While the game scores a home run on the technical aspects, it barely registers a bunt in terms of atmosphere. College stadiums don't have loud sound systems or fireworks celebrations for home runs like MLB stadiums do, but they do tend to have stands filled with rabid fans that aren't afraid to show or yell their team spirit. Go to a local college sports event and you're liable to see people with painted faces, people holding signs, and people chanting slogans to spur on their team. You might even see cheerleaders doing their thing or a mascot roaming the stands. Inexcusably, MVP 06 NCAA Baseball doesn't portray any of these things. Players on the field don't do much more than pump their fists after a flashy play or big hit. The crowd, while nicely animated, is just a bunch of random people that only cheer in response to balls and strikes. There aren't any team- or player-specific catcalls or chants. There also aren't any fans in clown wigs, cheerleaders, or mascots in the stands, nor are there any close-up camera shots that point out particular fans. Even EA's NCAA Football games have mascots. Sitting through nine innings in MVP 06 NCAA Baseball is the video game equivalent of Ambien or Valium. The attitude just isn't there.
Also sucking some wind out of the game's atmosphere is the bland nature of its television-inspired aspects. The number of different camera angles and cutaways is very limited. Meanwhile, talkative announcer Mike Patrick, for all that he brings to the play calling, barely raises his voice whenever a tide-changing play happens. What's really surprising is that so little was done to integrate the ESPN brand into the game's look and feel. EA paid a pretty penny last year to lock up the rights to use the ESPN brand in video games, yet here, the onscreen displays and infographics are of the generic EA Sports variety. They didn't bother to use the ESPN logo in onscreen displays or to fashion cutaways to mimic ESPN's college baseball coverage. In fact, unless you enable the Online Everywhere ticker and ESPN Radio features, there's no obvious indicator of ESPN integration, aside from the announcer referring to defensive replays as "Web gems." Hopefully, for next year's game, the folks at EA Sports will do more to integrate the ESPN brand into the game's overall look and feel, and to inject some energy into the crowd and announcers.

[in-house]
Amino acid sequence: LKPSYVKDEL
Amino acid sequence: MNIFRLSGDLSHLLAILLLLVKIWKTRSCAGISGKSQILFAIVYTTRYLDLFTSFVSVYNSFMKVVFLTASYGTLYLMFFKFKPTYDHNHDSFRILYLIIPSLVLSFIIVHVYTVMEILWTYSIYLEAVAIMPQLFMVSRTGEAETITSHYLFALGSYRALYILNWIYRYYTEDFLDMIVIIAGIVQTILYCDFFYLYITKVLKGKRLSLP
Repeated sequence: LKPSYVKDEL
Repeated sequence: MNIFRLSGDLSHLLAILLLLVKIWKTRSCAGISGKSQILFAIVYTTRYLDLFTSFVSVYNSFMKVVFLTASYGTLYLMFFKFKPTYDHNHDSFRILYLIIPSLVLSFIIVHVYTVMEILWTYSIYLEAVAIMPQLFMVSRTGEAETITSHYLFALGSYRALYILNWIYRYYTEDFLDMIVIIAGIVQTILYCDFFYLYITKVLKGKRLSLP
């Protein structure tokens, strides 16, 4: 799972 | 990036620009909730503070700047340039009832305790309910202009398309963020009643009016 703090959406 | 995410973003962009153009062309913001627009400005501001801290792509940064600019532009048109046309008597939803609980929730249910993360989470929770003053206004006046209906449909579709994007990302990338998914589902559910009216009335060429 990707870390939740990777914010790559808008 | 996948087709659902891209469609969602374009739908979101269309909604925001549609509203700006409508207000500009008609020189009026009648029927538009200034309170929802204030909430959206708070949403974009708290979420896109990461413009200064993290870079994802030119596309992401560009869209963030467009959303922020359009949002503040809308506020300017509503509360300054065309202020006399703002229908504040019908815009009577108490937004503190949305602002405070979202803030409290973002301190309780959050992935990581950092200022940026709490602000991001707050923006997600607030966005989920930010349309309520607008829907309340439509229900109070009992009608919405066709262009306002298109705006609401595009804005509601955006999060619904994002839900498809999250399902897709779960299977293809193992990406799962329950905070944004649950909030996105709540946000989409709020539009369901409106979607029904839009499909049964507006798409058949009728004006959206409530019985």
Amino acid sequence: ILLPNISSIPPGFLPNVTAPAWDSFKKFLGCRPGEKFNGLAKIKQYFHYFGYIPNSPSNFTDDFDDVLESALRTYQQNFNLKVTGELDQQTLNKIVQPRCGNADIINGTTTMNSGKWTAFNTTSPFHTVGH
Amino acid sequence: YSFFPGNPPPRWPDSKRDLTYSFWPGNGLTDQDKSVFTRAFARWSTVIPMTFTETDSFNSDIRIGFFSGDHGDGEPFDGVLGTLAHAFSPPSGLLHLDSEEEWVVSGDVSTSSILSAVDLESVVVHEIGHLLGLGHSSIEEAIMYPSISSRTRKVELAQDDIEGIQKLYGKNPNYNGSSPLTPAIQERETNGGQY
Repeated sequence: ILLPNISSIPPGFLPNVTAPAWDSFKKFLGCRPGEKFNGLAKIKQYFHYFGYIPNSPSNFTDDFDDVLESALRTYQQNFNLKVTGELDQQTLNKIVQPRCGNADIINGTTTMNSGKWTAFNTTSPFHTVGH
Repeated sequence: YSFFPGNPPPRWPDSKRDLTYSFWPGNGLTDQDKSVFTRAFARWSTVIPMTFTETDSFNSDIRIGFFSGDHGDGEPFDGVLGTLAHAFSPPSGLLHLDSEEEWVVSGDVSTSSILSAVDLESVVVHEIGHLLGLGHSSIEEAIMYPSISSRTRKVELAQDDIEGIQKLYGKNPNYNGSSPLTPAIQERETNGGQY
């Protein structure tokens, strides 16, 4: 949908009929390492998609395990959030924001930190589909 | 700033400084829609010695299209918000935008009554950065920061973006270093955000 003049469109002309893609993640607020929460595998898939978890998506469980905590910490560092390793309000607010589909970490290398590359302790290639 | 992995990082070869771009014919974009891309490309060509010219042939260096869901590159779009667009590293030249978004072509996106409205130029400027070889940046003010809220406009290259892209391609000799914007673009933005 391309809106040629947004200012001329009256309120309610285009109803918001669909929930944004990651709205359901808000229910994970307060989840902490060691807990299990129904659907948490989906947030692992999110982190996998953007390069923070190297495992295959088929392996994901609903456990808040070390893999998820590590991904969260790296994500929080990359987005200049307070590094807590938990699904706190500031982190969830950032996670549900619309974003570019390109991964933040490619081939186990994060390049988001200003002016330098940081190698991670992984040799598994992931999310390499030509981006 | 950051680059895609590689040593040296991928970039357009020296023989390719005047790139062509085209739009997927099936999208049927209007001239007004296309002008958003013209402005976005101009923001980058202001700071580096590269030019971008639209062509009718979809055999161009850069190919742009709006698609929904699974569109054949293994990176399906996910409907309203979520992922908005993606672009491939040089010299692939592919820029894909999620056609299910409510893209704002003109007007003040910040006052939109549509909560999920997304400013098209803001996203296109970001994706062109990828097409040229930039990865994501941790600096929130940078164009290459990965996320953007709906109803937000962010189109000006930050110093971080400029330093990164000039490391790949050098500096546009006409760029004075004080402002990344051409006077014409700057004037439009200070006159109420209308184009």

As usual, anyone considering picking up the game who happens to own both a PlayStation 2 and an Xbox will have to decide which version of the game to bring home. By and large, the differences between the two versions are so minor that there's no pressing reason to favor one over the other. Load times are quicker in the Xbox game, and some of the textures look nicer, particularly the grass. The Xbox version also includes support for 720p displays and Dolby Digital audio setups. However, the increases in texture clarity and sound separation aren't as obvious as they typically are when going from 480i/p to 720p. In many instances, the same textures are used regardless of which resolution the video output is set to. The PS2 version has an edge with regards to controls, in that button inputs are more responsive, which makes it easier to nail the timing on the meters employed for pitching and throwing. Ultimately, if you plan to get the game, you should probably just get the one for the system you tend to play more often.
When it comes to all of the nitty-gritty details surrounding how the game of baseball is played, you'd be hard-pressed to find a video game that's more authentic or complete than MVP 06 NCAA Baseball. It's just too bad that the presentation is so plain, because it's that lack of attitude, along with the absence of the MLB license, that is bound to diminish the game's lasting value for some people. Purists and people with deep school spirit should definitely give the game a shot, whereas casual fans and those without school ties should weigh a purchase carefully.